Also, because this information is not accessible from a central place or on the web remotely, then what happens is it's not like you can before the meeting. Invite everybody on the platform and say, hey, let's check everything so when we're going into this meeting, everything's ready and everything's good to go and the decisions are made, and we can bring things back on track.

You can save a lot of time collectively manpower of executives or product managers, or you know executive management if you do this, which is quite expensive and quiet and delay in decisions can disrupt the production as a result. So we can start using these kinds of platforms.

Lisa Ryan: And what's the best way for somebody to get started? Is there something that they're looking for, as far as an outdated process, or maybe there's something in the system that's holding up everything? What would be a sign that this would be time to develop some process like this?

Maziar Adl: There are different angles. One is to imagine your portfolio manager or your product manager responsible for defining the product, making sure that you get buy-in from executives or senior leadership to execute the product, and making sure that the definition of the product is the same across the board. It would help if you had some analytics. You also need a space to define the product and then combine them to take you to executives or senior leadership to get the buy-in and communicate it across the board. It might not be an issue if you're doing this with a very small group and you're doing it on spreadsheets and PowerPoints.

But if the team is a little bit larger and you have gates, you continuously have to make changes. It would help if you informed others of those changes, and these documents are all intertwined, so it's not one spreadsheet. For example, you have multiple spreadsheets that tie things together and try to keep up with the change, and you want to reduce the mistake. The platforms like this definitely will reduce the time it takes to keep up with the changes in your product roadmap. Your product definition gives you much better visualizations that help you communicate more effectively with your peers or with your Executive the products coming out. Or you believe it's right for the market to come out. Those are the main reasons you would look to leverage a platform like this in your organization.

Lisa Ryan: And so, when you think about this, from a general standpoint if somebody whether or not they were using your platform or not, but they want, but a manufacturer listening today wanted to look for ways to improve the processes that they're doing in the plant, what would be your best piece of advice for them?

Maziar Adl: Well, the first piece of advice is to stay competitive. Look at how you can speed up the product management planning and product strategy to ensure that the strategies are continuously aligned with the market needs, so you don't lock in something. The organization creates so much affinity around it that everybody's afraid of raising their hand, saying, hey, this is wrong. The product is not aligned with the market any longer. So you have to find ways to bring processes or tools together to bring the people together to make sure that you can continuously look at their product roadmap and make adjustments as necessary.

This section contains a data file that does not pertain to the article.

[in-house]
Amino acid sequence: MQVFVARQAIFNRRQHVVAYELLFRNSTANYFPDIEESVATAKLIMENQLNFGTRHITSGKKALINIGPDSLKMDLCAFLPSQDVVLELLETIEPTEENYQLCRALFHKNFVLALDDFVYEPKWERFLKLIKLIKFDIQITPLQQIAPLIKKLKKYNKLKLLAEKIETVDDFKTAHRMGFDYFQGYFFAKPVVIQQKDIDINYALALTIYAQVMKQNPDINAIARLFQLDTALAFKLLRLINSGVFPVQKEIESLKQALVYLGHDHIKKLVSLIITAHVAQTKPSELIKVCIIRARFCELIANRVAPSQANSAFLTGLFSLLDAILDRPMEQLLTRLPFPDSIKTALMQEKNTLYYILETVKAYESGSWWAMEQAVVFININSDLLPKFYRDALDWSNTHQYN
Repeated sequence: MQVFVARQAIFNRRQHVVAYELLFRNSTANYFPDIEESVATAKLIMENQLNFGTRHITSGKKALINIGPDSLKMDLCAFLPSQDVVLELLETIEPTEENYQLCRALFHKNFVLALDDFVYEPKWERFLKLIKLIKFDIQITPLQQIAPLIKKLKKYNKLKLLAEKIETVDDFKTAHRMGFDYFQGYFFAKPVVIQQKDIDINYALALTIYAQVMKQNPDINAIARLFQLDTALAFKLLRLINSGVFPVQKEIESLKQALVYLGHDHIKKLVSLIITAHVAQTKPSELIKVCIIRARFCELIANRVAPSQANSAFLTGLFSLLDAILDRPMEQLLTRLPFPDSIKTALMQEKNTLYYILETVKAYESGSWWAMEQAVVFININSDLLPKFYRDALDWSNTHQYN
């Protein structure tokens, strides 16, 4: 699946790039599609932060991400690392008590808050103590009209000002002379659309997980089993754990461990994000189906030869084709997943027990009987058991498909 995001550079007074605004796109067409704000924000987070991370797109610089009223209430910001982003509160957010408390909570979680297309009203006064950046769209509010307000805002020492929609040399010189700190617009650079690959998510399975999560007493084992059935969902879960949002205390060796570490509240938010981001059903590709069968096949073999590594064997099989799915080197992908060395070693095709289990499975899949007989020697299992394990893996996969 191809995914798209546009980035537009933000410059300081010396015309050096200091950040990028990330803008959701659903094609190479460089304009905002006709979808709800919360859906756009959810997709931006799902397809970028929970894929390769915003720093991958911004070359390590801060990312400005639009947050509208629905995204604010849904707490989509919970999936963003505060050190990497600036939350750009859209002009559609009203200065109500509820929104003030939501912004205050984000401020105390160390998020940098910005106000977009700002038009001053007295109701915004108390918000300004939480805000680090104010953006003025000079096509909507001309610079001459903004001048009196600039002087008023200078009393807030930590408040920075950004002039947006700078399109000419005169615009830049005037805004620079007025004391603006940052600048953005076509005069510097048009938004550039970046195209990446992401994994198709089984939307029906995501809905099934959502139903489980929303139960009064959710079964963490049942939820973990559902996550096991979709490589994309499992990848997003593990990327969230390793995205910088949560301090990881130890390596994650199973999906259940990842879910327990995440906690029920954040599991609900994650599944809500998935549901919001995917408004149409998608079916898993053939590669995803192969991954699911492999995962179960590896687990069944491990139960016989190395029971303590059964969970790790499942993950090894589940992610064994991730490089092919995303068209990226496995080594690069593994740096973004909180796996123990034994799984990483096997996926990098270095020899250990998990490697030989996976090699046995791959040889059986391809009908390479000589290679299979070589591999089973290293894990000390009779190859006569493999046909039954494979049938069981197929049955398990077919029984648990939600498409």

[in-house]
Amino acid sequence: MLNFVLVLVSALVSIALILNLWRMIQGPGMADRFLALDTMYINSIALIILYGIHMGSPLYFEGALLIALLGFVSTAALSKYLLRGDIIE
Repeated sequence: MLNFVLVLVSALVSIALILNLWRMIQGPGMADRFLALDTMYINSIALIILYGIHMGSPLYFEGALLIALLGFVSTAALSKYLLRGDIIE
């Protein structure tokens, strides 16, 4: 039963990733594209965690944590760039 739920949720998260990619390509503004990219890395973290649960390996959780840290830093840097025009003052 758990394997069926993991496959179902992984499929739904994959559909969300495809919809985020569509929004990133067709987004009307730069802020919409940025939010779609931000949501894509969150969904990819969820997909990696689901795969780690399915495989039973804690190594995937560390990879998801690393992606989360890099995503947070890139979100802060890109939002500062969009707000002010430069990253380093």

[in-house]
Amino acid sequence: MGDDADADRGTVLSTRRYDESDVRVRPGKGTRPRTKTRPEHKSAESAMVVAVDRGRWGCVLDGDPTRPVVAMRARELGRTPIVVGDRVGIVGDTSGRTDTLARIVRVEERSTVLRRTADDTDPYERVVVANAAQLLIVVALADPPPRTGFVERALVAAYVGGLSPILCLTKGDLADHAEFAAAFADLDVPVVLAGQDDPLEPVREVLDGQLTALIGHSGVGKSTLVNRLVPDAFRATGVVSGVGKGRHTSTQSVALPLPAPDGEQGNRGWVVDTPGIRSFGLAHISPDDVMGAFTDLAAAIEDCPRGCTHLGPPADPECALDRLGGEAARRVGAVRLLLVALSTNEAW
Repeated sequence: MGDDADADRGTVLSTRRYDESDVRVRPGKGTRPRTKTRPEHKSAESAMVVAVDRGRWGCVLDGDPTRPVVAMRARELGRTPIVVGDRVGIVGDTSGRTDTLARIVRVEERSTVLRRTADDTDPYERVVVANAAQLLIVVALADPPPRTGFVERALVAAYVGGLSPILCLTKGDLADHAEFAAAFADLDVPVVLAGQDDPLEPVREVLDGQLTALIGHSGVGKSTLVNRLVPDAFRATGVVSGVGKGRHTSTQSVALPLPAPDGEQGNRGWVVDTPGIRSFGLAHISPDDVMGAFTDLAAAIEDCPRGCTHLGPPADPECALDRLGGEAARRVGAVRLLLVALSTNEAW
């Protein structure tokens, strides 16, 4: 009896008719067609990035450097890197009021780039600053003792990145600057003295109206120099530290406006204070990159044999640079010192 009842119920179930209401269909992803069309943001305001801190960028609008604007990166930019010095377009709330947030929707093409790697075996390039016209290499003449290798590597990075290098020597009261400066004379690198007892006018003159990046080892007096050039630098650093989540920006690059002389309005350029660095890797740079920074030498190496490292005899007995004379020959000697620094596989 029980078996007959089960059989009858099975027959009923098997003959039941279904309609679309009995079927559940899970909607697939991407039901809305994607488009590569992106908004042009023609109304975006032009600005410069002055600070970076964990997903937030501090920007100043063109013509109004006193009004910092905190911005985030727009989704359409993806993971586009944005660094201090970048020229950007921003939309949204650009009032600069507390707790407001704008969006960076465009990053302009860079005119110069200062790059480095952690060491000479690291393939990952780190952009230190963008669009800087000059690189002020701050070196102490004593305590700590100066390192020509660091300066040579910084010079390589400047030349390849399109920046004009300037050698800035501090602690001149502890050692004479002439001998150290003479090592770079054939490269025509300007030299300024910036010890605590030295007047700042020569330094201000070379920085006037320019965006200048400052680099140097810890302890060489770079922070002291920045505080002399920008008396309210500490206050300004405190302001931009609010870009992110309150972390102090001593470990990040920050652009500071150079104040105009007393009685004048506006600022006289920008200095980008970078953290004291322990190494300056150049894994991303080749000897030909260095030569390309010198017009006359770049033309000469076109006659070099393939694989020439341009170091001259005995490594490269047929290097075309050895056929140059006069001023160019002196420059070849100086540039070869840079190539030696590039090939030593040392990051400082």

I think the world is going in that direction. How do you with software becoming more and more relevant in hardware manufacturing? How do you bring hardware and software teams together to work in tandem? Have a nice cadence working together. How would you leverage new processes or tools to help you with bringing these groups as one team together?

Lisa Ryan: If somebody would want to continue the conversation with you and learn more about the roadmap or Gocious, what's the best way for them to get ahold of you.

Maziar Adl: So you can always reach me are from different channels. I'm always available on my email, of course, mazadl@gocious.com. The other one is my LinkedIn page, https://www.linkedin.com/in/maziaradl/. You can always go to our website if you generally want to reach us. We have a contact place to reach out to if you need to see our platform. We're always available. We're going to meet you in person, where you know we're going to show you a demonstration of the platform, and we'd be more than happy to answer any questions anybody might have, okay.

Lisa Ryan: It has been a pleasure having you on the show, so thanks so much for joining me today.

Maziar Adl: Thank you so much for having me. This was an immense pleasure.

Lisa Ryan: But I'm Lisa Ryan, and this is the Manufacturers' Network Podcast. We'll see you next time.

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About your host

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Lisa Ryan

As a Certified Speaking Professional (CSP), an award-winning speaker and author of ten books, Lisa Ryan, CSP, works with her clients to develop employee and client engagement initiatives and strategies that keep their top talent and best clients from becoming someone else’s.
Lisa’s expertise includes: strengthening workplace culture, improving employee engagement, increasing customer retention, and initiating gratitude strategies (“Grategies”) for personal and professional benefit. Lisa’s participants enjoy her high energy, enthusiastic delivery and quick wit and they leave the session with ideas they are committed to acting on immediately to make positive workplace culture changes.
Lisa costars in two films with other experts including Jack Canfield of “Chicken Soup for the Soul.” She is the Past-President of the National Speakers Association, Ohio Chapter and holds an MBA from Cleveland State University.

Relevant Experience

• Keynote, breakout or workshop speaker at more than 100 national and international conferences
• Thirteen years of industrial marketing and sales experience, including seven years in the welding industry – and yes, she does weld
• Host of “Elevate Your Engagement Levels: What You Need to Know” on the Elite Expert Network and the C-Suite Network
• Creator of “The Seven Mistakes Managers Make to Crush Company Culture” video series
• Best-selling author of ten books, including “Manufacturing Engagement: 98 Proven Strategies to Attract and Retain Your Industry’s Top Talent”
• Award-winning speaker